Hotel in Ironton?

Published 10:04 am Wednesday, December 12, 2012

Some community leaders say ‘Yes’

Three years after acquiring the property and clearing the site, bringing a hotel to Ironton remains a viable project, say county economic leaders, although they’re not releasing names of possible developers or franchises.

“We are still working with other potential developers and are still marketing the Ninth Street site,” Ralph Kline of the Ironton-Lawrence County Community Action Organization, said. “We have sent out information packets and it is still out there. As far as I know we have a couple of national chains who have approved the site as long as you can get the developers.”

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The proposed site for the hotel is the property on Ninth Street bordered by Vernon Street and once the site of Dennis J. Boll Group and Shelter Home, a one-time armory and the former county engineer’s garage. The property is owned by Old Engineer Property LLC, an entity made up of the Ironton Port Authority, the Lawrence County Port Authority, the CAO, and the Lawrence Economic Development Corp.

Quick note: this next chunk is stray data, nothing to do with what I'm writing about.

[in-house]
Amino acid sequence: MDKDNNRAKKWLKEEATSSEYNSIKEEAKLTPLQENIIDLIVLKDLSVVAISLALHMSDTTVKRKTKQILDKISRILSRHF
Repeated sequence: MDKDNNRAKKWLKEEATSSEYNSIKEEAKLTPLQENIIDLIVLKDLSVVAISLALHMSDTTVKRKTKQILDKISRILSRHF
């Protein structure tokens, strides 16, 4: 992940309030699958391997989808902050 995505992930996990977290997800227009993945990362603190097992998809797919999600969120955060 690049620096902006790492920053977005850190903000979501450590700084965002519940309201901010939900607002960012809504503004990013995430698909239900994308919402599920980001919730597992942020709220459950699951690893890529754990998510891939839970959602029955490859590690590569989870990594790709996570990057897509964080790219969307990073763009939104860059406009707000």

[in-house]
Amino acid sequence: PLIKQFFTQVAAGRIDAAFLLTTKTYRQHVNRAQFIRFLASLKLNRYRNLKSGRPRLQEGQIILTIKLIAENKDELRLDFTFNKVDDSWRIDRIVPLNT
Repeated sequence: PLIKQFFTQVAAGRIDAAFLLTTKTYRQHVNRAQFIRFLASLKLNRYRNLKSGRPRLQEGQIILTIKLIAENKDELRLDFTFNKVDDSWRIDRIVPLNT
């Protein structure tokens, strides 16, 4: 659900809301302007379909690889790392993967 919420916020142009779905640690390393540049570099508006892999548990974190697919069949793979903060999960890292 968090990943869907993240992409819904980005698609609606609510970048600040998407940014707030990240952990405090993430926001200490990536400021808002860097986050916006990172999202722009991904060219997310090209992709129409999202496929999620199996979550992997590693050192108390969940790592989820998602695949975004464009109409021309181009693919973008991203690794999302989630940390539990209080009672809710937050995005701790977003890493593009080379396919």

“The interest that we are aware of was much more related to the Ninth Street area,” Dr. Bill Dingus, executive director of the LEDC, said.

Right now financing a hotel is one of the more difficult objectives in the current economy, Kline said.

“That’s on that list with movie theaters and restaurants,” he said. “You need a developer who is very strong in the industry with a good track record, good financials. Not all banks will do the lending for a hotel because they got burned with the whole financial crisis when the economy fell out. They took a hit.”

Part of the way a developer determines the city where he wants to build a hotel comes from his own research of the area, including the citizens’ view of their own hometown.

“With the research company, they will look at the atmosphere in the neighborhood,” Dingus said. “What kind of projects are going on. What new projects are opening up. They look at the issues going on on the front page of the newspaper. … A lot of turmoil in the community is not viewed positively for growth.”

Often times the developer is more interested in talking with what he would term an average citizen, not a member of the county’s chamber of commerce, Kline said.

“When businesses or developers or investors come into the community, a lot of time we don’t know they are here,” Kline said. “They want to see how the town acts. They like to watch the traffic pattern, what time of day people are coming and going.

“A lot of time they will strike up a conversation with a person on the corner of a street or in a restaurant. They get a feel for the community. You can only get so much from data. It is so important to have a positive image.”